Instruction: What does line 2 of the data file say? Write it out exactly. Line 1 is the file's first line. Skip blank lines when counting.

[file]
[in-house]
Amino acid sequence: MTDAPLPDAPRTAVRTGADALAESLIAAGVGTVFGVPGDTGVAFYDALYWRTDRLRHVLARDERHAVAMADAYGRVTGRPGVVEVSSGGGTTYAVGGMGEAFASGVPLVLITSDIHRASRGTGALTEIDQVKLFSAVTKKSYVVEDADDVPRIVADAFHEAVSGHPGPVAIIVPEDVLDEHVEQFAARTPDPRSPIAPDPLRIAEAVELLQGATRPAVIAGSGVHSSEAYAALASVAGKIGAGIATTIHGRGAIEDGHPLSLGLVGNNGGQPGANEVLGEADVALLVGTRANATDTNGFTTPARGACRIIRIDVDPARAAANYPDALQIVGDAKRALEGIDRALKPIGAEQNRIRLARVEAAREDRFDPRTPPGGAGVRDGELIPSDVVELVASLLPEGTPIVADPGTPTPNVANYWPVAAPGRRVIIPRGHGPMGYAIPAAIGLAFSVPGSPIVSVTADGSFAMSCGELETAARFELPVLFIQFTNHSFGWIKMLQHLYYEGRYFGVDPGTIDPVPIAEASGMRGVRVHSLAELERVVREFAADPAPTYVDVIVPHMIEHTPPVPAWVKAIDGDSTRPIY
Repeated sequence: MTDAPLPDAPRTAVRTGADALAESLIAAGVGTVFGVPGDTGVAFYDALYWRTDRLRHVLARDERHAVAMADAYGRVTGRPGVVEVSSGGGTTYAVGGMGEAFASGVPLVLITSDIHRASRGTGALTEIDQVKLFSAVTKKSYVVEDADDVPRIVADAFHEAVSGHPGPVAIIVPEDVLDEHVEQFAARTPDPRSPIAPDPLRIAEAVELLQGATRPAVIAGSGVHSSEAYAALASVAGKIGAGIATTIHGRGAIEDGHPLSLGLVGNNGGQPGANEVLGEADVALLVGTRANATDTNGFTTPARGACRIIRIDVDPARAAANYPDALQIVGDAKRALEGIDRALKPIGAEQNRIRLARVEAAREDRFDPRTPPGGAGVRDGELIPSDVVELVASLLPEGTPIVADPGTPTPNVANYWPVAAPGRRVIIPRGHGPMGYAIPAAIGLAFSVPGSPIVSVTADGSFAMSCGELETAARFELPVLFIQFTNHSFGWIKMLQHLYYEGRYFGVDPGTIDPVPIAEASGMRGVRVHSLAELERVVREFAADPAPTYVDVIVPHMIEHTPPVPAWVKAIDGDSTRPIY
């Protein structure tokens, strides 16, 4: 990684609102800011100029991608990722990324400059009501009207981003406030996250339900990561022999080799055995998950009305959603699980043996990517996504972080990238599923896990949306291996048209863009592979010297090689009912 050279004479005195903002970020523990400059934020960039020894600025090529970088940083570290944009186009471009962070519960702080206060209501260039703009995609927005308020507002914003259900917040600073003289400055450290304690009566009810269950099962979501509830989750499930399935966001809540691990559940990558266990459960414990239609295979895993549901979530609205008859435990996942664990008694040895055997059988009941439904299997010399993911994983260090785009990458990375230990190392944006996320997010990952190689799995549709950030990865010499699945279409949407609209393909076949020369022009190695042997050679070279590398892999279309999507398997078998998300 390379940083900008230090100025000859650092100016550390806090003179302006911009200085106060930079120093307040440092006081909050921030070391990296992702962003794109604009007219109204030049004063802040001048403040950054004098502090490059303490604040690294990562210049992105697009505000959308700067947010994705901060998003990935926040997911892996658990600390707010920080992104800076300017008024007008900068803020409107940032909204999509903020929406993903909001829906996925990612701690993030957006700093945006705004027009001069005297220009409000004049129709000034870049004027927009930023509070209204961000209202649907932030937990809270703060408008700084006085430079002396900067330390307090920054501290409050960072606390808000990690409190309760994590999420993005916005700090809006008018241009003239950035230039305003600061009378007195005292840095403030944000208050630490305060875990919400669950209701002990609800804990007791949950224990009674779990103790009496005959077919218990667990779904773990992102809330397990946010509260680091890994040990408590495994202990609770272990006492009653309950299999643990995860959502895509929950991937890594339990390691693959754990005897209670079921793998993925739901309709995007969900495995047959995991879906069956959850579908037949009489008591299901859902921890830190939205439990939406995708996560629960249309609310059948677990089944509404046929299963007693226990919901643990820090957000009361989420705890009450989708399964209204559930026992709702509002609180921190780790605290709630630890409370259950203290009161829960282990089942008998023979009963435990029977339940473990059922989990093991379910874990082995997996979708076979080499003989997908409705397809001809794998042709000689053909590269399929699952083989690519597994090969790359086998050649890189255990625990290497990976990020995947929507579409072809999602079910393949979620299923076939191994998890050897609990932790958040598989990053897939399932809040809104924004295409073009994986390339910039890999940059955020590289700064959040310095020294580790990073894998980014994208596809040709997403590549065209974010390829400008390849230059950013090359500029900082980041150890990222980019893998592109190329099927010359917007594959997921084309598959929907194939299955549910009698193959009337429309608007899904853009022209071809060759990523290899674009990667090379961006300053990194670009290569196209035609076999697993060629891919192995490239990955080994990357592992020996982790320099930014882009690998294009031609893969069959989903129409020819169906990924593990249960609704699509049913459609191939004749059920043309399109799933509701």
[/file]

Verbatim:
Amino acid sequence: MTDAPLPDAPRTAVRTGADALAESLIAAGVGTVFGVPGDTGVAFYDALYWRTDRLRHVLARDERHAVAMADAYGRVTGRPGVVEVSSGGGTTYAVGGMGEAFASGVPLVLITSDIHRASRGTGALTEIDQVKLFSAVTKKSYVVEDADDVPRIVADAFHEAVSGHPGPVAIIVPEDVLDEHVEQFAARTPDPRSPIAPDPLRIAEAVELLQGATRPAVIAGSGVHSSEAYAALASVAGKIGAGIATTIHGRGAIEDGHPLSLGLVGNNGGQPGANEVLGEADVALLVGTRANATDTNGFTTPARGACRIIRIDVDPARAAANYPDALQIVGDAKRALEGIDRALKPIGAEQNRIRLARVEAAREDRFDPRTPPGGAGVRDGELIPSDVVELVASLLPEGTPIVADPGTPTPNVANYWPVAAPGRRVIIPRGHGPMGYAIPAAIGLAFSVPGSPIVSVTADGSFAMSCGELETAARFELPVLFIQFTNHSFGWIKMLQHLYYEGRYFGVDPGTIDPVPIAEASGMRGVRVHSLAELERVVREFAADPAPTYVDVIVPHMIEHTPPVPAWVKAIDGDSTRPIY